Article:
Ah, San Francisco—never Frisco, as residents will tell you. Just San Francisco or the City. It’s perhaps one of America’s most charming, European-feeling cities.
With its gorgeous Victorian homes (the Painted Ladies), relaxed and quirky sidewalk cafés, luxe shopping, and fine food and wine, it’s no wonder this jewel on the bay is a postcard-perfect destination. I have to admit I’m partial to San Francisco, since I lived there for four wonderful years after college in the ’80s. When Tony Bennett sang “I Left My Heart in San Francisco,” I knew why. The people are the friendliest, the surrounding natural landscape (Marin County’s Stinson Beach, the giant redwood trees of Muir Woods, and the magnifi cent Pacific Ocean vista from Mount Tamalpais) is so impressive, and the neighborhood charms are superabundant.
Some of my favorite local streets, pastimes, and haunts in this walkable city include Columbus Street, running through North Beach (the Italian section); Fillmore Street in Pacific Heights (try Tadich’s Grill for dinner or drinks); Union Street in the Marina district with its small shops (stop off at Rose’s Café for lunch, pictured); Haight Street for its offbeat 1960s vibe; Castro Street, which crosses the gay part of town; Stockton Street, passing through Chinatown; Union Square; and the Golden Gate Promenade with its view of the iconic suspension bridge.
I also enjoy driving around to take in the incredible views from the neighborhoods of Nob Hill, Telegraph Hill and Coit Tower (it’s worth the hike), Russian Hill, and Pacific Heights. The weather is unpredictable, and it can vary depending on which part of town you’re in. Mark Twain’s famous words, “The coldest winter I ever spent was a summer in San Francisco,” may be an overstatement, but it’s true that the warmest and sunniest months are September and October.
During the summer months, fog rolls in and blankets the city. The areas farther west, near the ocean, tend to get more fog than downtown. Wear layers, since a warm morning can turn into a chilly afternoon. As for winter, the worst part is the rain—though it’s never very cold, and there can be weeks of sunny, crystal blue skies.
While there you will want to spend most of your time at the terrific cultural establishments, including the de Young Museum (50 Hagiwara Tea Garden) and the recently renovated “green” museum—the California Academy of Sciences in Golden Gate Park (55 Music Concourse Dr.). I also enjoy touring the esplanade and viewing the public art at Yerba Buena Gardens (4th and Mission streets) and the San Francisco Museum of Modern Art (151 3rd St., between Mission and Howard streets).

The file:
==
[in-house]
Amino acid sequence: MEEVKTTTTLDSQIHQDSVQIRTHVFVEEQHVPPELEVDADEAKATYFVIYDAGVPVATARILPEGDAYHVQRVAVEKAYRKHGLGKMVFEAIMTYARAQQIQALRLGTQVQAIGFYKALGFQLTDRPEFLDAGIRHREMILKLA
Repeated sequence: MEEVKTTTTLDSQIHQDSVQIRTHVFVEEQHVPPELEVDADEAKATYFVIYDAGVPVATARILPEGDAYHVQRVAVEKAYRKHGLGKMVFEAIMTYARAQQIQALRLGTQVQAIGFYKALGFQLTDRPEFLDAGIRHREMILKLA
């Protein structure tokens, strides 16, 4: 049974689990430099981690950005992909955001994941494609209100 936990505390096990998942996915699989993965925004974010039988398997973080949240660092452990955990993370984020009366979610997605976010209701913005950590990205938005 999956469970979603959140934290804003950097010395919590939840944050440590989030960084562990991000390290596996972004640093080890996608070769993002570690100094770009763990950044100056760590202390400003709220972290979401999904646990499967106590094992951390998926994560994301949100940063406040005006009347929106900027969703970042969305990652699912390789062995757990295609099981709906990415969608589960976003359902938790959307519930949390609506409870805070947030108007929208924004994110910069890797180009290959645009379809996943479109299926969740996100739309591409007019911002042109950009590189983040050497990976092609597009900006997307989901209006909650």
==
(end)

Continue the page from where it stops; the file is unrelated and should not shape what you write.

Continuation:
Be sure to spend at least a day heading north to wine country in Napa or Sonoma counties. In Napa, two of my favorite wineries for a tasting are The Hess Collection and Domaine Chandon. On another day, take a leisurely drive over the Golden Gate Bridge, and visit the lovely towns of Marin County, including Mill Valley, Sausalito, and Tiburon. Stop by Stinson Beach on a sunny day—it’s not far from Muir Woods.
Back in the city, nightlife revolves around fine dining, since the city has a rich culinary tradition. In fact, it’s hard to find a bad meal. Unlike in some other cities where you pay top dollar for mediocre dishes, you are very likely to have great food at decent prices here. A few of my favorites include A16 (2355 Chestnut St.; entrées from $22) for solid Italian fare in the Marina district; for seafood in a sophisticated, contemporary setting downtown, try Aqua (252 California St.; prix fixe menu from $75); Zuni Café (1658 Market St.; entrées from $14) serves nice meals in Hayes Valley; and for a special occasion, head to the Westin St. Francis hotel for the finest steaks at Michael Mina (335 Powell St.; prix fixe menu from $100). For a typical San Francisco brunch, try the dim sum at Yank Sing (49 Stevenson St.; prices à la carte). For something more traditional, you can’t beat the Garden Court (2 New Montgomery St.; entrées from $22), the glass-domed former carriage entrance to the historic Palace Hotel, built in 1876.
If you want a hotel with a view, a smart splurge is the restored Fairmont (from $299/night) in Nob Hill. The Ritz (from $429/night), also in Nob Hill, is an excellent choice and has a more intimate ambience. Campton Place (from $250/night), steps away from Union Square shopping, is one of my favorite boutique hotels. Be sure to ask for a high-floor, corner room with a view. For a hip and trendy scene, try the Clift Hotel (from $295/night; clifthotel.com), and for an overall good value, you can’t beat the Villa Florence (from $133/night), also near Union Square. San Francisco has an urban charm and sophistication, and a special community feeling like no other place. Residents feel a sense of privilege living here, and rightly so.
From the February/March issue of Sherman's Travel magazine.